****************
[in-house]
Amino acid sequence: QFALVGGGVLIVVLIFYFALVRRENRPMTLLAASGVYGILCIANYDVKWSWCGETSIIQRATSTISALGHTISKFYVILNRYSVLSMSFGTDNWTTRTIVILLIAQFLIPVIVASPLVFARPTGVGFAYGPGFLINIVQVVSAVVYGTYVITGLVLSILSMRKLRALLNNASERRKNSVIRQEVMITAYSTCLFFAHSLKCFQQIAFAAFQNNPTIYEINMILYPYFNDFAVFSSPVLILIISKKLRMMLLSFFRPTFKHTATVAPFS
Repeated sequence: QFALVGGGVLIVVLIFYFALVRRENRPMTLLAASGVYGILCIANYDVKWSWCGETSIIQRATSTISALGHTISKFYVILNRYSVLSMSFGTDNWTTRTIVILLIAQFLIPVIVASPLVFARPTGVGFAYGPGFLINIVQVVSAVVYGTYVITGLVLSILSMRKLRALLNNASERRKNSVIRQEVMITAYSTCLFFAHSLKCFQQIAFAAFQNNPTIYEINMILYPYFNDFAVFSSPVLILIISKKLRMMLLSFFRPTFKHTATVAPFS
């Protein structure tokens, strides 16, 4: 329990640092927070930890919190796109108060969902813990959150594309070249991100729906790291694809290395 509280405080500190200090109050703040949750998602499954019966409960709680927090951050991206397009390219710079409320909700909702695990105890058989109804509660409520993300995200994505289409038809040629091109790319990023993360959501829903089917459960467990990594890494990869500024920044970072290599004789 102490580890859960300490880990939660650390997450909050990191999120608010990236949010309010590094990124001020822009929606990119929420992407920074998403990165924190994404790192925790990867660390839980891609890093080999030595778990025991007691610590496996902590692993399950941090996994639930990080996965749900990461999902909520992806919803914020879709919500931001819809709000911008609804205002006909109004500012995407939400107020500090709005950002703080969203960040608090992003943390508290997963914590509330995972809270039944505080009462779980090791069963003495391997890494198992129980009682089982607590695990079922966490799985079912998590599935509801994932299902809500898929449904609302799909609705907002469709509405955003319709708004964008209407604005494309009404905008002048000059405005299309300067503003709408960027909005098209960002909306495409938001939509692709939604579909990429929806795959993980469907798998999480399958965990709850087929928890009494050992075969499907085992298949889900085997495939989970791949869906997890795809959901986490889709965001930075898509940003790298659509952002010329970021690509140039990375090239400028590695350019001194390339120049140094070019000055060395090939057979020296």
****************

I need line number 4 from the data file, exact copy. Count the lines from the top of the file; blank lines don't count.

């Protein structure tokens, strides 16, 4: 329990640092927070930890919190796109108060969902813990959150594309070249991100729906790291694809290395 509280405080500190200090109050703040949750998602499954019966409960709680927090951050991206397009390219710079409320909700909702695990105890058989109804509660409520993300995200994505289409038809040629091109790319990023993360959501829903089917459960467990990594890494990869500024920044970072290599004789 102490580890859960300490880990939660650390997450909050990191999120608010990236949010309010590094990124001020822009929606990119929420992407920074998403990165924190994404790192925790990867660390839980891609890093080999030595778990025991007691610590496996902590692993399950941090996994639930990080996965749900990461999902909520992806919803914020879709919500931001819809709000911008609804205002006909109004500012995407939400107020500090709005950002703080969203960040608090992003943390508290997963914590509330995972809270039944505080009462779980090791069963003495391997890494198992129980009682089982607590695990079922966490799985079912998590599935509801994932299902809500898929449904609302799909609705907002469709509405955003319709708004964008209407604005494309009404905008002048000059405005299309300067503003709408960027909005098209960002909306495409938001939509692709939604579909990429929806795959993980469907798998999480399958965990709850087929928890009494050992075969499907085992298949889900085997495939989970791949869906997890795809959901986490889709965001930075898509940003790298659509952002010329970021690509140039990375090239400028590695350019001194390339120049140094070019000055060395090939057979020296």